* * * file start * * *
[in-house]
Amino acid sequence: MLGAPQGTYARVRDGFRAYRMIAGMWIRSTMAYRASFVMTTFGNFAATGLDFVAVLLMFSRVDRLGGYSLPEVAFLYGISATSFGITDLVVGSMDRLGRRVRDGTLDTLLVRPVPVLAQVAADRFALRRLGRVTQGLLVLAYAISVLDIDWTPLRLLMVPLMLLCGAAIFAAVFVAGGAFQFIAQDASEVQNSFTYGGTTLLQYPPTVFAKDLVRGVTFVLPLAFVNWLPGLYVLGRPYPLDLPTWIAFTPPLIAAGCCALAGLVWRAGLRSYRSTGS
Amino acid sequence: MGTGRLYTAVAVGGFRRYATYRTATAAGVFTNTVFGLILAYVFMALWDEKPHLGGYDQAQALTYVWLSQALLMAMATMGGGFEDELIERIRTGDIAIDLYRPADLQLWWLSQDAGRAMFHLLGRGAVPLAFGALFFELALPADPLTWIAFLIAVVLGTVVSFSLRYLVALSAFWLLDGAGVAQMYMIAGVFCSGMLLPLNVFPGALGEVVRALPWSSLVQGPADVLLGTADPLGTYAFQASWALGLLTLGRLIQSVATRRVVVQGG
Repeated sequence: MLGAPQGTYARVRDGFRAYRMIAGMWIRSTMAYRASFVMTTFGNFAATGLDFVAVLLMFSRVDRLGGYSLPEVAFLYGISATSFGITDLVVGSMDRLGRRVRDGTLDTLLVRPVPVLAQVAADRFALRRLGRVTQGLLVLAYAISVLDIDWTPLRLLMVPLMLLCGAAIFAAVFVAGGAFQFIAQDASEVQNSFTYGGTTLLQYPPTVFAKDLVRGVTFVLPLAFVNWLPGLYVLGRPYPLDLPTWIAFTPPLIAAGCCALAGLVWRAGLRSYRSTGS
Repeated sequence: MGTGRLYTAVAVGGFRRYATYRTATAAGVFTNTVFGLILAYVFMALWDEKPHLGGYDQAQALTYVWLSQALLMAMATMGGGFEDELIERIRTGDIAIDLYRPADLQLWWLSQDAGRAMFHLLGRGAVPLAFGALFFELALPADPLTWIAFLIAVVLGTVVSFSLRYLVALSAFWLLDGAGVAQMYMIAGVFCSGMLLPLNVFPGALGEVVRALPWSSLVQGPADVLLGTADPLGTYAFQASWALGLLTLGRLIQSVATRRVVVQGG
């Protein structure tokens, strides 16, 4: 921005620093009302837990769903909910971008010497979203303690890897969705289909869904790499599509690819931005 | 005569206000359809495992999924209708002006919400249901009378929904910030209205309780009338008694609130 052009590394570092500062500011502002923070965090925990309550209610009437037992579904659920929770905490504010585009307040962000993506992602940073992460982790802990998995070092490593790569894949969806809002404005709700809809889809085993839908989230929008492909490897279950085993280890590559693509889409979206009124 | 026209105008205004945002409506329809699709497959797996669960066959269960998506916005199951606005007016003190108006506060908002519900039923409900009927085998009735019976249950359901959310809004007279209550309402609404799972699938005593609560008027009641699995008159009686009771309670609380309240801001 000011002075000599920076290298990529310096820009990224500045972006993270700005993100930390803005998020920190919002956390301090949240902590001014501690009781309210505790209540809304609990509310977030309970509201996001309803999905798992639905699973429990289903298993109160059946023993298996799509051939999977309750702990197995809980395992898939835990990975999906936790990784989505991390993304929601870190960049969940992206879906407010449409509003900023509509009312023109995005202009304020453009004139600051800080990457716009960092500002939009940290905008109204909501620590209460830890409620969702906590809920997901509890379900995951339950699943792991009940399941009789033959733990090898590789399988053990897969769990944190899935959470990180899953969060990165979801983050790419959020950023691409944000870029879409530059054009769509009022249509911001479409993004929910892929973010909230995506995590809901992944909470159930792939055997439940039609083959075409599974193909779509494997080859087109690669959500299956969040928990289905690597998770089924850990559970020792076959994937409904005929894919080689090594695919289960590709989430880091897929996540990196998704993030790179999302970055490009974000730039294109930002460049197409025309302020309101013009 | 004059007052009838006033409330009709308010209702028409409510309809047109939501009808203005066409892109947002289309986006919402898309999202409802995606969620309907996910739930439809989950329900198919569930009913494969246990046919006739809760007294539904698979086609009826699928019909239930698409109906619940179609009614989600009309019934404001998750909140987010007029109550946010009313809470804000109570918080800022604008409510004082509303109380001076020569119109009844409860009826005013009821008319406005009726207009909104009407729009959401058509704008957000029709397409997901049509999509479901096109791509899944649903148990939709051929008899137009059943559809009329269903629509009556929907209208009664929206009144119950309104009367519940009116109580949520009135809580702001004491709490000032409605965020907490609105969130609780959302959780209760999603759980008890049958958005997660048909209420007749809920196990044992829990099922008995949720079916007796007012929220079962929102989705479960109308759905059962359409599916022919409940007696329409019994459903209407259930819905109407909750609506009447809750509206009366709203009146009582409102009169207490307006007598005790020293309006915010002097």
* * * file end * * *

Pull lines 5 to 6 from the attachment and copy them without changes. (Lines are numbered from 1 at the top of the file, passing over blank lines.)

Repeated sequence: MGTGRLYTAVAVGGFRRYATYRTATAAGVFTNTVFGLILAYVFMALWDEKPHLGGYDQAQALTYVWLSQALLMAMATMGGGFEDELIERIRTGDIAIDLYRPADLQLWWLSQDAGRAMFHLLGRGAVPLAFGALFFELALPADPLTWIAFLIAVVLGTVVSFSLRYLVALSAFWLLDGAGVAQMYMIAGVFCSGMLLPLNVFPGALGEVVRALPWSSLVQGPADVLLGTADPLGTYAFQASWALGLLTLGRLIQSVATRRVVVQGG
């Protein structure tokens, strides 16, 4: 921005620093009302837990769903909910971008010497979203303690890897969705289909869904790499599509690819931005 | 005569206000359809495992999924209708002006919400249901009378929904910030209205309780009338008694609130 052009590394570092500062500011502002923070965090925990309550209610009437037992579904659920929770905490504010585009307040962000993506992602940073992460982790802990998995070092490593790569894949969806809002404005709700809809889809085993839908989230929008492909490897279950085993280890590559693509889409979206009124 | 026209105008205004945002409506329809699709497959797996669960066959269960998506916005199951606005007016003190108006506060908002519900039923409900009927085998009735019976249950359901959310809004007279209550309402609404799972699938005593609560008027009641699995008159009686009771309670609380309240801001 000011002075000599920076290298990529310096820009990224500045972006993270700005993100930390803005998020920190919002956390301090949240902590001014501690009781309210505790209540809304609990509310977030309970509201996001309803999905798992639905699973429990289903298993109160059946023993298996799509051939999977309750702990197995809980395992898939835990990975999906936790990784989505991390993304929601870190960049969940992206879906407010449409509003900023509509009312023109995005202009304020453009004139600051800080990457716009960092500002939009940290905008109204909501620590209460830890409620969702906590809920997901509890379900995951339950699943792991009940399941009789033959733990090898590789399988053990897969769990944190899935959470990180899953969060990165979801983050790419959020950023691409944000870029879409530059054009769509009022249509911001479409993004929910892929973010909230995506995590809901992944909470159930792939055997439940039609083959075409599974193909779509494997080859087109690669959500299956969040928990289905690597998770089924850990559970020792076959994937409904005929894919080689090594695919289960590709989430880091897929996540990196998704993030790179999302970055490009974000730039294109930002460049197409025309302020309101013009 | 004059007052009838006033409330009709308010209702028409409510309809047109939501009808203005066409892109947002289309986006919402898309999202409802995606969620309907996910739930439809989950329900198919569930009913494969246990046919006739809760007294539904698979086609009826699928019909239930698409109906619940179609009614989600009309019934404001998750909140987010007029109550946010009313809470804000109570918080800022604008409510004082509303109380001076020569119109009844409860009826005013009821008319406005009726207009909104009407729009959401058509704008957000029709397409997901049509999509479901096109791509899944649903148990939709051929008899137009059943559809009329269903629509009556929907209208009664929206009144119950309104009367519940009116109580949520009135809580702001004491709490000032409605965020907490609105969130609780959302959780209760999603759980008890049958958005997660048909209420007749809920196990044992829990099922008995949720079916007796007012929220079962929102989705479960109308759905059962359409599916022919409940007696329409019994459903209407259930819905109407909750609506009447809750509206009366709203009146009582409102009169207490307006007598005790020293309006915010002097």